Looking for a New Relationship? Try Dating Yourself First

Being in a relationship is something that feels good for many of us. We enjoy the company of others. Knowing that we matter to someone is important. It can be tempting to rely on the comfort of being in a relationship; as a result, we may feel lost when we are no longer in a relationship. Instead of trying to find a new relationship as quickly as possible, maybe it’s time to try a different approach. Before looking for a new relationship, try dating yourself first!

Why Wait?

woman with hair blowing

Getting over a breakup is a complicated process. Even if you feel ready to move on and start over, you may not be emotionally ready to do so. You need to take the time to process the loss of your last relationship. There’s no hard and fast rule about how long you should wait, but in general, the longer the relationship, the longer the recovery time.  It is important to remember that it is not so much time that heals all wounds, but a willingness to face and address those wounds.

If you jump into a new relationship before you’ve healed from the last one, you’ll be starting from an unhealthy position. You owe it to yourself to process and heal. Your future relationships will be more likely to succeed if you’re not on the rebound.

How to Date Yourself Instead

Dating yourself doesn’t mean taking yourself to dinner and a movie—although it could. What dating yourself means is learning to be comfortable being alone. Many of us are not comfortable being alone, especially if we’ve spent most of our adult lives in relationships. Being single is the perfect time to explore the things that you like and don’t like. Think about the interests and passions you may have put on the back burner during your relationship. If those interests are still important to you, why not make time for them again?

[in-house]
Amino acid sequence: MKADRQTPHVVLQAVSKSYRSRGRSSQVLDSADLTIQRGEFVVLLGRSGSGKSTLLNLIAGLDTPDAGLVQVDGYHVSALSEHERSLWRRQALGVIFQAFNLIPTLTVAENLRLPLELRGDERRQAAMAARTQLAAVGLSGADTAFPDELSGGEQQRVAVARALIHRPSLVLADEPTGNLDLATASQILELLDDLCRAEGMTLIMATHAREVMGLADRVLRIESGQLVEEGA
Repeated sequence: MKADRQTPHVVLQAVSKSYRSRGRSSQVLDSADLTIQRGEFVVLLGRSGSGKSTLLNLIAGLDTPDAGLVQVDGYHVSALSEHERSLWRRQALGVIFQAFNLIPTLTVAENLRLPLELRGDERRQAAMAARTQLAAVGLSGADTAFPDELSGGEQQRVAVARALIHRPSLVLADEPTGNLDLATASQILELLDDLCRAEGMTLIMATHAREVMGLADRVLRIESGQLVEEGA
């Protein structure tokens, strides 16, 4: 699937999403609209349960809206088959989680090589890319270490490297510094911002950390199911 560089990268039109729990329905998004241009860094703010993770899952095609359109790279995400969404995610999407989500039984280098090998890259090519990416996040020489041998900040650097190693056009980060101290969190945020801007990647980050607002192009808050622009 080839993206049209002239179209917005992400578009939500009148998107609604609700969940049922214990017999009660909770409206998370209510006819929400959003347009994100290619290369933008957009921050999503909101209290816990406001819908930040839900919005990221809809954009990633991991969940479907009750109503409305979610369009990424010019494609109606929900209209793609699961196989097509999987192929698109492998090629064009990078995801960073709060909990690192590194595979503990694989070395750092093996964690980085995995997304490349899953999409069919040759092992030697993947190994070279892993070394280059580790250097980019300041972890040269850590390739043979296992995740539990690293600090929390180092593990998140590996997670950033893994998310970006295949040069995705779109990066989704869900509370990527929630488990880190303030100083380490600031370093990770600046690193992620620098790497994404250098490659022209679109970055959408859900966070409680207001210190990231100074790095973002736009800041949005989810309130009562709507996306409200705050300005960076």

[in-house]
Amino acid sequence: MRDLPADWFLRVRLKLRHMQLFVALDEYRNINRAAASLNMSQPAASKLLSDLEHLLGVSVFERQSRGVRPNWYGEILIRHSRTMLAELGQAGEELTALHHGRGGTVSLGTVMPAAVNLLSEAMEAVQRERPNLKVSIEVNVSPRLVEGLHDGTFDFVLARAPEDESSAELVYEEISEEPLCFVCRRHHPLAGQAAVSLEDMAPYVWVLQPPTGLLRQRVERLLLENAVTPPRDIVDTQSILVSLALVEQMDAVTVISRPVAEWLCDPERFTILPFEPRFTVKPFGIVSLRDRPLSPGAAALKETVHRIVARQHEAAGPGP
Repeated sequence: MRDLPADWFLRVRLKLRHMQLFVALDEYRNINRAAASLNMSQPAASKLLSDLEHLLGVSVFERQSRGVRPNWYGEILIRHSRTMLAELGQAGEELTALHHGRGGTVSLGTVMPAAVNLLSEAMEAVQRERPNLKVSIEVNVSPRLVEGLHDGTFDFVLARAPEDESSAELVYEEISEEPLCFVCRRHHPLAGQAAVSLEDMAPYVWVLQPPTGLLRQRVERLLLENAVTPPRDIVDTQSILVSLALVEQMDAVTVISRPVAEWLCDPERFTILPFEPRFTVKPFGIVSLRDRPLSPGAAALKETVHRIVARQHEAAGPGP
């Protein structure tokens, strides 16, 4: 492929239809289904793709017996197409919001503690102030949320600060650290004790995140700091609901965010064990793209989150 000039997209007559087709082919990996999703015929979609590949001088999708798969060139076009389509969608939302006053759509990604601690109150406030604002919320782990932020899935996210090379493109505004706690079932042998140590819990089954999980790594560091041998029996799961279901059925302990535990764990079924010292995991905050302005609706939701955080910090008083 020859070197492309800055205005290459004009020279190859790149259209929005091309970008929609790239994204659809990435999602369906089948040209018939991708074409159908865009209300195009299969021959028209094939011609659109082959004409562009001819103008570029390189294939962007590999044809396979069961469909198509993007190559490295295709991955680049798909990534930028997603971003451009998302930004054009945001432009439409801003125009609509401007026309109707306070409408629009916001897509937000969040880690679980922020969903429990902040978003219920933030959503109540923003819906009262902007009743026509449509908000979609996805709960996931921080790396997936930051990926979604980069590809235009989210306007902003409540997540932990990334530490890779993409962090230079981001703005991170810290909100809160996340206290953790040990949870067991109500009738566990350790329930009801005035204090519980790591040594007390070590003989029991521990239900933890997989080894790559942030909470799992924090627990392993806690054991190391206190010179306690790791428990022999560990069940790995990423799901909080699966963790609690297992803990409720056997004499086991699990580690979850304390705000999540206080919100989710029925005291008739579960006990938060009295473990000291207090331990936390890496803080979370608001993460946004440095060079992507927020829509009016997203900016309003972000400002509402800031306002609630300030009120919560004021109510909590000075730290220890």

Start chipping away at your bucket list now. If you don’t have a bucket list of things you want to do, create one. Whether you want to run a marathon or travel to an exotic destination, make it happen. Work on developing friendships rather than romantic relationships. It can be difficult to make new friends as an adult but groups like meetup.com can help.

Your life can be full of adventures, small or large, and you don’t have to be in a romantic relationship to have them.

How to Truly Heal

Healing from and processing a past relationship can be challenging and time-consuming. The timetable is highly individual. Maybe you’ll be ready in a couple of weeks, or it might take months instead. You may always feel a twinge of sadness or regret, but acute emotional pain suggests you’re not yet really over your ex and continuing to date yourself may be the antidote you need to heal.

Take the time to focus on the lessons you can learn from your last relationship. Which traits of your ex became unbearable deal breakers? What would you rather not deal with again? Did you discover things about yourself that you want to change? This process is not one that you can rush. You may find it helpful to write in a journal about your feelings. Doing so can help you gain clarity about your relationship values, making it less likely you’ll repeat unhealthy relationship patterns. Regularly meeting with a counselor can also be immensely beneficial. A counselor can help you to process the pain of a breakup and clarify what you want out of your next relationship.

For more information, go to naomiberrycouneling.com or contact Naomi Berry at 480-427-3553.